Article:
What Is An Online Citation?
- Posted by: medisocial
- Category: Google, Local Search, Marketing, Medical Marketing, SEO
A citation is simply anytime a business is mentioned somewhere online. Many people believe that citations are links to websites, but this isn’t necessarily true. Although a citation can be linked, they don’t have to contain a link to be considered a citation. To break it down further, let’s look at how citations can appear online:
- Company name (alone)
- Phone number (alone)
- Company name and phone number
- Company name, phone number and address
- Company name, phone number, address and link
Though any of these combinations is considered a citation, a citation is not considered to be complete unless it contains the company name, address and phone number (NAP). Businesses who have their NAP data correct with the major data providers have a better chance of seeing their correct information appearing all across the web.
Citations can appear in a structured or unstructured manner, here’s how you can distinguish the difference between the two:
A structured citation is the most common type of citation, and usually the most detailed when consumers are looking for business information. People see structured business citations on business listing sites like Yellowpages, Yelp or TripAdvisor. In most cases, these citations contain the NAP for a business, something consumers are looking for in local search.
An unstructured citation can be found on random websites, blogs, event listings, job posting sites, government records or social media mentions. These are unstructured because they could be as simple as a company mention. Usually, these citations don’t include a business’s NAP data.
No matter how a citation appears, it has an influence on the local search ranking in some way for a particular business. Data aggregators play an important role in getting a business listed or found on many major websites.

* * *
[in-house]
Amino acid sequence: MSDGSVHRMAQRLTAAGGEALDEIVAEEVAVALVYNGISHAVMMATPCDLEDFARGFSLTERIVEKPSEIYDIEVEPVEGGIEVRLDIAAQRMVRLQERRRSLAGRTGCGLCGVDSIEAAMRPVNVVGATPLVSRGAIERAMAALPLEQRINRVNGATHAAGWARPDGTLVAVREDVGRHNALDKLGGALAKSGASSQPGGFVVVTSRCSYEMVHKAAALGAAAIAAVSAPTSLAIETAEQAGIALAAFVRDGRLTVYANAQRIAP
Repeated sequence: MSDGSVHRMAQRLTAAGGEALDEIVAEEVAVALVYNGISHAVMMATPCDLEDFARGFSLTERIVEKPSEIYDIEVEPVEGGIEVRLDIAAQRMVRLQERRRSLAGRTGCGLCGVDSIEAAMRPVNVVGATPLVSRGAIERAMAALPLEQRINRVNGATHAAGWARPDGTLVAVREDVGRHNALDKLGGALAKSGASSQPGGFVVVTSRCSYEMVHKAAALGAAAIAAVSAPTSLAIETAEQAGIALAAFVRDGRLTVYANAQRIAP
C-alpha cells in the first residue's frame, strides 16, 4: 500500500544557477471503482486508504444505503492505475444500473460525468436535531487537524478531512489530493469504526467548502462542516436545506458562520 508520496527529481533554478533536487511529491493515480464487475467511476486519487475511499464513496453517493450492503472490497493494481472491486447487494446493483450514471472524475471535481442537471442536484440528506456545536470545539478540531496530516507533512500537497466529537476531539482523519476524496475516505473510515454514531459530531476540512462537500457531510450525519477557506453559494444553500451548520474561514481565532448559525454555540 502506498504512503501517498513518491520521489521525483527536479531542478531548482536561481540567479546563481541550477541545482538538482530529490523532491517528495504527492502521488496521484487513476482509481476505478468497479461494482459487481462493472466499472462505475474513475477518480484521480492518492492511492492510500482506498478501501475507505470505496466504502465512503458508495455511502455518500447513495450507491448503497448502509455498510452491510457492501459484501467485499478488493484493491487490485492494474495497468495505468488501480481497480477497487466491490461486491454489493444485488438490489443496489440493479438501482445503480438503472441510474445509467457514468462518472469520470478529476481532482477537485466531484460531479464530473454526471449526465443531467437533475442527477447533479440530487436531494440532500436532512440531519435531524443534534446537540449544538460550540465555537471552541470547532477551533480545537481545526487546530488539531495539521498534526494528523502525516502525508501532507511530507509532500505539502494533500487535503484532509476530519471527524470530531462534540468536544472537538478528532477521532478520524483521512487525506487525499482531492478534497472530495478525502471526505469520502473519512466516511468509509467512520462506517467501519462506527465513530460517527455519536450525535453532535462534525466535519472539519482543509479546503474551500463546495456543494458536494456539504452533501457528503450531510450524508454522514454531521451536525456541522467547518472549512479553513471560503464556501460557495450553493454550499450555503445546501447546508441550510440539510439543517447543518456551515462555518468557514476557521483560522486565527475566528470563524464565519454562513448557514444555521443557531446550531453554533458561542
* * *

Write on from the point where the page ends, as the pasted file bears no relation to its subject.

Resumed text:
The importance of building citations
Citations have a major influence on local search rankings. Basically, the more times a business is mentioned online, the better chance their business has to rank near the top of local search.
Google’s search ranking algorithm has many moving parts, which means that citation building isn’t the only thing a business has to do in order to rank on search engines. Online reviews, mobile compatibility, domain authority and keyword density are just a few other factors that influence local search.
This doesn’t mean that citations don’t play an important role in local search ranking, though. In fact, David Mihm’s local search study suggest that citation related factors are very important: they make up 25% of the top twenty factors the influence local search.
Incorrect data on any of the major search engine sites could mean that a business’s information online is extremely inconsistent.
Inconsistent information hurts SEO, so be sure to have your business correctly listed with all the major players.
Not only does inconsistency hurt search engine ranking, but it hurts a business. Consumers don’t trust businesses with inconsistent information online—73% of consumers lose trust in brands due to inaccurate local business listings
Get it right!
There are no secrets we are keeping from you or a fancy trick to increasing online citations. It’s as simple as getting it right with on as many sites as possible. Local search is a major deal for businesses, especially for small businesses. A company could potentially force themselves into financial woes if their online visibility is non-existent.
Consumers rely on the internet and search engines to interact with local businesses. According to Google, “four in five consumers use search engines to find products, services or experiences nearby.” These are searches for anything, from the best dentist in town to the fastest hair salon. Local search is what drives consumers to a business’s front door, and ultimately drives top-line revenue for local business.
Make sure that your business gets it right, and isn’t missing from vital local search results.